Closed-system intensive animal production such as cattle feedlots, shedded poultry and piggeries
The closed-system intensive animal production scenario includes cattle feedlots, shedded poultry and piggeries. It is assumed facilities are well designed and use engineered structures (sheds, hard stand) to house livestock and to control and manage waste so it doesn't enter the environment.
Opportunities are offered by established infrastructure, specifically the Restricted Access Vehicle (RAV4) and three-phase power line networks in the central and northern section of the proposed Peel Food Zone.
Depth to maximum groundwater level is a key criteria for intensive livestock enterprises which need to be located on land with water tables greater than two metres from the surface throughout the year.
Data from a maximum groundwater depth model, provided by the then Department of Water and Environmental Regulation, was used in the GHD analysis. Initially most of the Peel Food Zone investigation area was mapped as unsuitable for intensive livestock due to the large areas of low lying land which is frequently waterlogged during winter.
Landfill is commonly used on the coastal plain to raise the land surface, improve site drainage and increase the separation to shallow water tables. It was therefore assumed that where average water table depth was between 0.5m and 2m, landfill could be used to increase the separation to the shallow water table, meaning these areas were constrained, and more costly to develop, but not unsuitable. Including this assumption, increases the proportion of Peel Food Zone investigation area which may be suitable for closed-loop intensive livestock production.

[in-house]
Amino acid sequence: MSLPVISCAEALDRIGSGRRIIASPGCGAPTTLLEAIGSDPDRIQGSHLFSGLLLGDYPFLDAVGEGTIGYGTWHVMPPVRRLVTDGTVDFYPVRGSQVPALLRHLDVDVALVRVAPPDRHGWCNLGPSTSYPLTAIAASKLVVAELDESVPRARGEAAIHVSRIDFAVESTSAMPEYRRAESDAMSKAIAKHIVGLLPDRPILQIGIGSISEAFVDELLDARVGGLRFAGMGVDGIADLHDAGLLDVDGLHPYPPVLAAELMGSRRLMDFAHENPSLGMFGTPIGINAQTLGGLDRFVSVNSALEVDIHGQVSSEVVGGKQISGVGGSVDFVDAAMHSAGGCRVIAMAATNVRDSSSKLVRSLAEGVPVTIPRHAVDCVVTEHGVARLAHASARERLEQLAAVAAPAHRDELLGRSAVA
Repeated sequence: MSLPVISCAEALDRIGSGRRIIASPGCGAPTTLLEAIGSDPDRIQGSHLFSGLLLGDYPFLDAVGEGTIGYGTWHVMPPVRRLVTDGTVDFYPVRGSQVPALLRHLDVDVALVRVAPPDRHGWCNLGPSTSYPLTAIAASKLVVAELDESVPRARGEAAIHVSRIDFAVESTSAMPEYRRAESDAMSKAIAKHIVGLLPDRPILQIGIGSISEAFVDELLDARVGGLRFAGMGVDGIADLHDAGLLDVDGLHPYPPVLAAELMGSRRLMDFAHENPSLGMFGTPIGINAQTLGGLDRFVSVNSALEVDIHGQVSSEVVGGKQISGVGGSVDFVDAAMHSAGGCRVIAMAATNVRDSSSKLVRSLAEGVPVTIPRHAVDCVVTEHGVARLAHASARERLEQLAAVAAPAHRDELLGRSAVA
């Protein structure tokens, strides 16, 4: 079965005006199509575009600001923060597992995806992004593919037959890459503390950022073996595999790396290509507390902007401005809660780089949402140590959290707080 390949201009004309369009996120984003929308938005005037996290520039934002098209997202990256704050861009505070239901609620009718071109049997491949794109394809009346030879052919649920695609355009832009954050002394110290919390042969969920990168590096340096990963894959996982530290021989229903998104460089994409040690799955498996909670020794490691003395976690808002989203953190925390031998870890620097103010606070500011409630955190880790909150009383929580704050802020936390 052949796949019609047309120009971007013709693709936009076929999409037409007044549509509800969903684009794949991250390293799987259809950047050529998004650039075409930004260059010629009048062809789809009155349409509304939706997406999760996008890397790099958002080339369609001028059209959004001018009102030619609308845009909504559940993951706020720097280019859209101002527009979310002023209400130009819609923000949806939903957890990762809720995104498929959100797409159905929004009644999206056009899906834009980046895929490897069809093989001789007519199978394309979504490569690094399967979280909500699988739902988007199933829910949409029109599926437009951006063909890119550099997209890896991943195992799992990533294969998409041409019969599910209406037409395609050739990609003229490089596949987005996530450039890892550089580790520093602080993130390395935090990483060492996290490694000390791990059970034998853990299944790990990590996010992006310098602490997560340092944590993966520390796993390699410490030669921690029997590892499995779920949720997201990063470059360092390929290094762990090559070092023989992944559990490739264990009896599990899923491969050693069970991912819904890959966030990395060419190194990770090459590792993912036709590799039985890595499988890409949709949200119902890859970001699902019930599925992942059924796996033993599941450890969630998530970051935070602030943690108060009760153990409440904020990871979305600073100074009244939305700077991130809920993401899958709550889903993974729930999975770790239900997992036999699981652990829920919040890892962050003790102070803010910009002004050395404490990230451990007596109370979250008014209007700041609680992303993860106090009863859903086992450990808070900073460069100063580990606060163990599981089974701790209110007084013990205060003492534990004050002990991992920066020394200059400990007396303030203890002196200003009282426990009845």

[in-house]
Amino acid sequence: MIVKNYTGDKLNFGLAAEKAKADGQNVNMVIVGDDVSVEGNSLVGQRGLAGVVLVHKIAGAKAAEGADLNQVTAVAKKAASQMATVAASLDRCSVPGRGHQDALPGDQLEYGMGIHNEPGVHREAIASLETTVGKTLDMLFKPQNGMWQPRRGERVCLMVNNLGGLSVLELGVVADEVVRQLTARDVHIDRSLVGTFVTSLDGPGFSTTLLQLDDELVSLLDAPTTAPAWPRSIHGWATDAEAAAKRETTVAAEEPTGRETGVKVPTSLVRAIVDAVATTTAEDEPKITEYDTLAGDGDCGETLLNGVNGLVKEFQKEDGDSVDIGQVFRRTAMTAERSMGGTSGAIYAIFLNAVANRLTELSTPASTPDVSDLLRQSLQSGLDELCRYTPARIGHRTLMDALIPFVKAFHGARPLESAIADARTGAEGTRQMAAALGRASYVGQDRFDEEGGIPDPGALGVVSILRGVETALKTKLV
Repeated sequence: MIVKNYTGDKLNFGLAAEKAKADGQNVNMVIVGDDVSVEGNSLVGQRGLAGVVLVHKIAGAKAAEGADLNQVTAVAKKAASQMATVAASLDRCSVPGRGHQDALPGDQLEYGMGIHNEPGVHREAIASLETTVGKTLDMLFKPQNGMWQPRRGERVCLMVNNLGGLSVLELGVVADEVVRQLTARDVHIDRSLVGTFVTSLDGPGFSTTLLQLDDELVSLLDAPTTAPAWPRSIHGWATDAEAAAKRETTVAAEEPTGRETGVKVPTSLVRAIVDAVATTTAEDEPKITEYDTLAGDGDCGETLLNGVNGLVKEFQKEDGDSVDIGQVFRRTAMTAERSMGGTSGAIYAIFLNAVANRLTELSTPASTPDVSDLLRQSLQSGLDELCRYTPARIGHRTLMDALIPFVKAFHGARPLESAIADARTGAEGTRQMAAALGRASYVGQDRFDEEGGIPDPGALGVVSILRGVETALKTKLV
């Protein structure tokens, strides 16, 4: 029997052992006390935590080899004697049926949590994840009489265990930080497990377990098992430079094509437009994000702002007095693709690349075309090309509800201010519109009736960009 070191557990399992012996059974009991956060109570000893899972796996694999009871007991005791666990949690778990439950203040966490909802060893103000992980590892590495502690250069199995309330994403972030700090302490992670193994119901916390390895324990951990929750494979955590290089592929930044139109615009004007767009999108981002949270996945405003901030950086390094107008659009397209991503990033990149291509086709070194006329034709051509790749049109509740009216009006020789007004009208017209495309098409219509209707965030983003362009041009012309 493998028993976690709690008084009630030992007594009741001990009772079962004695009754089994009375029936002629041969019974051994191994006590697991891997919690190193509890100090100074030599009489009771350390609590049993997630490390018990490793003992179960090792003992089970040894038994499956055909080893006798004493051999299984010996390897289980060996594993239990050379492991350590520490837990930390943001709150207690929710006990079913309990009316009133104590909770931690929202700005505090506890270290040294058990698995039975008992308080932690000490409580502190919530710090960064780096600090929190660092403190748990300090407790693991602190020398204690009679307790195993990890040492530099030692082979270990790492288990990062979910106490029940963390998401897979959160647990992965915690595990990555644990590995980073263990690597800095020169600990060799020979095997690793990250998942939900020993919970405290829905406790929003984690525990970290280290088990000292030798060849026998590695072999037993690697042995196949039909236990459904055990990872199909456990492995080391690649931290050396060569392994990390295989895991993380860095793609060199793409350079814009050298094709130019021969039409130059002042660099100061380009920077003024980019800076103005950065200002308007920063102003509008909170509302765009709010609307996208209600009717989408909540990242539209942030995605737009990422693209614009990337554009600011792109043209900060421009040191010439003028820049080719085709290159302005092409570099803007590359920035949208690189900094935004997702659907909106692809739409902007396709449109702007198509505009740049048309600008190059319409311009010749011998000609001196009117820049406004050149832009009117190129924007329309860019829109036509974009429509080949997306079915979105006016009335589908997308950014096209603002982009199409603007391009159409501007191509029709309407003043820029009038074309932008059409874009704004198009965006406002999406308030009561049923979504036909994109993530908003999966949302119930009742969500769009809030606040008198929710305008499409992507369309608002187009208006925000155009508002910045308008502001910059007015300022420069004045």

Another major constraint to closed-loop intensive livestock production is the need to maintain a large buffer to existing and planned rural living areas. Such areas are common on the the southern half of the Peel Food Zone investigation area and resulting in significant areas being assessed as unsuitable for intensive livestock production.